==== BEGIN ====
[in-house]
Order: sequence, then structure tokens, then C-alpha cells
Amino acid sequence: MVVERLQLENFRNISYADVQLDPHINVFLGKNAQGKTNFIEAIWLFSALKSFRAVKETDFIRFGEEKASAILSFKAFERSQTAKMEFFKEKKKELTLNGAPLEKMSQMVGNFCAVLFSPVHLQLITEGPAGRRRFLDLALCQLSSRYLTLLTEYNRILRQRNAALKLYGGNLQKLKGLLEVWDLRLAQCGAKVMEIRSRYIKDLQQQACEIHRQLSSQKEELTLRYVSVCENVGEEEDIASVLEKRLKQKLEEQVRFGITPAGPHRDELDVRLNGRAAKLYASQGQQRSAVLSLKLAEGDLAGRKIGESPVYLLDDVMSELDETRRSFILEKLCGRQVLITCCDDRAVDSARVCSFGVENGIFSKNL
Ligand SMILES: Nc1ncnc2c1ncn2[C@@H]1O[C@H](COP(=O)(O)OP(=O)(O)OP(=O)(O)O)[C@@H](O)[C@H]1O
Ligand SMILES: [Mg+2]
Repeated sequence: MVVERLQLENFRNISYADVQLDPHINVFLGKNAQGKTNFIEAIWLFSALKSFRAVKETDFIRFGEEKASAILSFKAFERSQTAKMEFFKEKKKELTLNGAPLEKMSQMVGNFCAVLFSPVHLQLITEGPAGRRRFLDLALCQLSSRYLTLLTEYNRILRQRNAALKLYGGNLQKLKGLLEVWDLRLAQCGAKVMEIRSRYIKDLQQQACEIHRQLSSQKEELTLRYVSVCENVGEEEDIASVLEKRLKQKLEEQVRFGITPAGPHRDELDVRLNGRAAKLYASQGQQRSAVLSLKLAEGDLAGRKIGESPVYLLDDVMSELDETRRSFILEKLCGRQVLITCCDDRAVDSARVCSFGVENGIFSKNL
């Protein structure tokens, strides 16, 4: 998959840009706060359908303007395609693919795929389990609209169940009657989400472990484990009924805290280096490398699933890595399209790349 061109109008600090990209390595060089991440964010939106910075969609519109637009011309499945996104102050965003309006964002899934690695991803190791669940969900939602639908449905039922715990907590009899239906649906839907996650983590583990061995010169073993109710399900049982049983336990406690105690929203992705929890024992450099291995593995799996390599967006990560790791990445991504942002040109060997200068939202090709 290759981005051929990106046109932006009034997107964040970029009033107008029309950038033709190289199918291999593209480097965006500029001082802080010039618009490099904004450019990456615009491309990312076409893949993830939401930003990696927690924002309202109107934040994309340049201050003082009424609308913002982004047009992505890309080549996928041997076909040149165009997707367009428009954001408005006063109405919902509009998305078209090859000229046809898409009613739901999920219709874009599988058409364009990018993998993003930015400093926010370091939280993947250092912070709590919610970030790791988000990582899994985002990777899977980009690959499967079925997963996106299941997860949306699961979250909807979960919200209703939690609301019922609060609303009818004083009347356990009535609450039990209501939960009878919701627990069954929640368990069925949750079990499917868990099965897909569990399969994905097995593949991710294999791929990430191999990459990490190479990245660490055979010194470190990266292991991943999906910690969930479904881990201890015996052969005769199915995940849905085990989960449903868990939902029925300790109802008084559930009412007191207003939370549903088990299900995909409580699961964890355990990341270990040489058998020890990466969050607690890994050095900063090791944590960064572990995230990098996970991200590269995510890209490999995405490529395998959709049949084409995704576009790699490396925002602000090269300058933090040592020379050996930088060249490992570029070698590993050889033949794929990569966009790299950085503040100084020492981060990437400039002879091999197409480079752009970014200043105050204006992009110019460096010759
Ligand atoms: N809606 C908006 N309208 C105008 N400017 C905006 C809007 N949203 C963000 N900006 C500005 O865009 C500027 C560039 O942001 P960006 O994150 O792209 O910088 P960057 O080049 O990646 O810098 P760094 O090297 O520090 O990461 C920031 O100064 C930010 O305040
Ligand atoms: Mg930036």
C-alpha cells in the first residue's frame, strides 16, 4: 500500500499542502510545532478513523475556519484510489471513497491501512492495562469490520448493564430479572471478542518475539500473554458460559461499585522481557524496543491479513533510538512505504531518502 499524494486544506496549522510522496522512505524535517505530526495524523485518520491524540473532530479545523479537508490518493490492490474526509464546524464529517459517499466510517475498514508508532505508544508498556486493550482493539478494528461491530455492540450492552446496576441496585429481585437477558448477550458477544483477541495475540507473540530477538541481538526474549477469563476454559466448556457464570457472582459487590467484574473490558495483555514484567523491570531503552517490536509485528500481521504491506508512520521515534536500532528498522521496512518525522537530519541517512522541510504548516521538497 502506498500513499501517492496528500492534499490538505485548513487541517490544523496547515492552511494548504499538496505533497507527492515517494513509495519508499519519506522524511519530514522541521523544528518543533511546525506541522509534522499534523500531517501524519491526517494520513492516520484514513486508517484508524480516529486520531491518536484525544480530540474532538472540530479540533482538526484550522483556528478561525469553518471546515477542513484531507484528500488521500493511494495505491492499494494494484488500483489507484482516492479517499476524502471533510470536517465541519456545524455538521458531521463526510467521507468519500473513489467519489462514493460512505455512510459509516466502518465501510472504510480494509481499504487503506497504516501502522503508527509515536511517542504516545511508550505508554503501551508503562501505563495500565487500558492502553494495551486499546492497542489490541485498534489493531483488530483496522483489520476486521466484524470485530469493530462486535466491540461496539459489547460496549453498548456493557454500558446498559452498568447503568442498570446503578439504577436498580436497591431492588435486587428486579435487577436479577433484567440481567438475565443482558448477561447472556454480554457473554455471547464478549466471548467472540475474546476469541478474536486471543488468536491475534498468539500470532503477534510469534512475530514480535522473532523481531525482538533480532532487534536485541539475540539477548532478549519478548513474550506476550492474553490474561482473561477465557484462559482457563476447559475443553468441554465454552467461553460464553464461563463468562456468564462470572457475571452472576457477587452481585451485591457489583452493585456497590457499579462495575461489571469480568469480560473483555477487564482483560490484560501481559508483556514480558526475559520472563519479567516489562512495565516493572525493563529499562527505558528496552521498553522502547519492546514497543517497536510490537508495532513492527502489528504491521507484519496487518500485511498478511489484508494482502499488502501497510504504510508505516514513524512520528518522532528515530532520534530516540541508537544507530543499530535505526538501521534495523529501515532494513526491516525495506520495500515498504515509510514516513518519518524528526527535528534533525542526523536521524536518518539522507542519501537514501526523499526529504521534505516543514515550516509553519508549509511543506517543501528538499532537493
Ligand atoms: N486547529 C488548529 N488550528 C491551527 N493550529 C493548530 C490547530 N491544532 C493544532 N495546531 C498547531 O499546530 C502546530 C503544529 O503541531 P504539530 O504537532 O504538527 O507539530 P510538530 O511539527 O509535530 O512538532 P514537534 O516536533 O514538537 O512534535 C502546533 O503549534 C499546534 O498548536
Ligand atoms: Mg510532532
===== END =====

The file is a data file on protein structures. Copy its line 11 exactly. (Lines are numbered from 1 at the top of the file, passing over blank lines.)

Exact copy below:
Ligand atoms: N486547529 C488548529 N488550528 C491551527 N493550529 C493548530 C490547530 N491544532 C493544532 N495546531 C498547531 O499546530 C502546530 C503544529 O503541531 P504539530 O504537532 O504538527 O507539530 P510538530 O511539527 O509535530 O512538532 P514537534 O516536533 O514538537 O512534535 C502546533 O503549534 C499546534 O498548536